Our Dental Blog

Posts for tag: toothache

By Avenue Dental Group
July 24, 2018
Category: Dental Procedures
Tags: toothache   tooth pain  

Are you convinced that your toothache will get better if you just give it enough time? Although many aches and pains do improve with time,tooth pain tooth pain typically worsens the longer you ignore it. Ignoring pain can also increase the risk that you'll need extensive dental work when you do eventually see a dentist. Menomonee Falls, WI, dentists Dr. Brian Stark, Dr. Thomas J. Dudley, & Dr. Malea M. Blise offer the dental care you need to protect your smile.

What can cause tooth pain?

Pain in a tooth may occur due to:

  • Cavities: Tooth decay can cause a toothache, particularly if your cavity is large. If you put off a visit to the dentist, decay can destroy your entire tooth or spread to adjacent teeth. A filling may not be effective if you have a very large filling. You may need an inlay, onlay, or crown instead.
  • Loose Fillings: Pain may occur if a filling has become loose and air enters the tooth. If you put off a dental visit, a new cavity may form around the margin of the filling.
  • Cracked Teeth: Cracks tend to make teeth very sensitive and can allow bacteria to enter. Pain can occur when you chew or eat or drink hot or cold foods or beverages. Cracked teeth can be caused by trauma, grinding your teeth at night, or wear and tear.
  • Gum Disease: Your teeth and your entire mouth may hurt if you have gum disease. The disease is much easier to treat when it's diagnosed in the early stages. If your teeth hurt and your gums are sore, swollen, and painful, schedule an appointment with your Menomonee Falls dentist.
  • Inflammation or Infection in Your Pulp: Tooth pain may be due to inflamed or infected tooth pulp. Removing the pulp during root canal therapy will eliminate your symptoms and help you avoid tooth loss.
  • Abscess: You may also experience tooth pain if you have an abscess, a bacterial infection in a tooth or your gums. Abscesses never go away on their own and can put your health in jeopardy if they're not treated promptly. Without antibiotic treatment, the bacteria may enter your bloodstream and infect other parts of your body.
  • Sinusitis: Tooth pain may occur when fluids in your sinuses press on your teeth during a bout of sinusitis. Although the pain goes away eventually, it may be difficult to tell if you have a cavity or sinusitis if you don't see the dentist.

A visit to the dentist can end your tooth pain. Call Menomonee Falls, WI, dentists Dr. Brian Stark, Dr. Thomas J. Dudley, & Dr. Malea M. Blise at (262) 251-6555 to schedule your appointment.

By Avenue Dental Group
December 15, 2017
Category: Oral Health
Tags: toothache  

If your child begins complaining of tooth pain without an accompanying fever or facial swelling, it’s likely not an emergency. Still, you should have us check it—and the sooner the better if the pain persists or keeps your child up at night. There are a number of possible causes, any of which if untreated could be detrimental to their dental health.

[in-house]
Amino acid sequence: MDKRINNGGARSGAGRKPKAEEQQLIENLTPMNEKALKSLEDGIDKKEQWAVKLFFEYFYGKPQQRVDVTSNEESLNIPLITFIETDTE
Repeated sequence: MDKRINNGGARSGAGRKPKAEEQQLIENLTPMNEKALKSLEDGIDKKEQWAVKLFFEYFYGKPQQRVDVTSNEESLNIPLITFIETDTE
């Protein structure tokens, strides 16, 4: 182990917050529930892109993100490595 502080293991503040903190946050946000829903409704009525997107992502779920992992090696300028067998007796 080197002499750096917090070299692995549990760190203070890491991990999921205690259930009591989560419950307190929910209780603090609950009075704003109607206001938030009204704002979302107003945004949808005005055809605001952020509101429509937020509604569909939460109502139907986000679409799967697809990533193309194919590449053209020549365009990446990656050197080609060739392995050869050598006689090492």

Before coming in, though, you can do a cursory check of your child’s mouth to see if you notice any abnormalities. The most common cause for a toothache is tooth decay, which you might be able to see evidence of in the form of cavities or brown spots on the tooth’s biting surfaces. If you notice swollen or reddened gums around a tooth, this could be a possible sign of a localized area of infection known as an abscess. You should also ask your child if they fell or were hit in the mouth and look for any signs of an injury.

If you don’t see anything unusual, there may be another cause—stuck food like popcorn or candy lodged and exerting painful pressure on the gum tissue or tooth. You may be able to intervene in this case: gently floss around the affected tooth to try to dislodge any food particles. The pain may ease if you’re able to remove any. Even so, if you see abnormalities in the mouth or the pain doesn’t subside, you should definitely plan to come in for an examination.

In the meantime, you can help ease discomfort with a child-appropriate dose of ibuprofen or acetaminophen. An ice pack against the outside jaw may also help, but be careful not to apply ice directly to the skin. And under no circumstances rub aspirin or other painkiller directly on the gums—like ice, these products can burn the skin. If these efforts don’t help you should try to see us the same day or first thing the next morning for advanced treatment.

The main thing is not to panic. Knowing what to look for and when to see us will help ensure your child’s tooth pain will be cared for promptly.

If you would like more information on handling dental issues with your child, please contact us or schedule an appointment for a consultation. You can also learn more about this topic by reading the Dear Doctor magazine article “A Child’s Toothache.”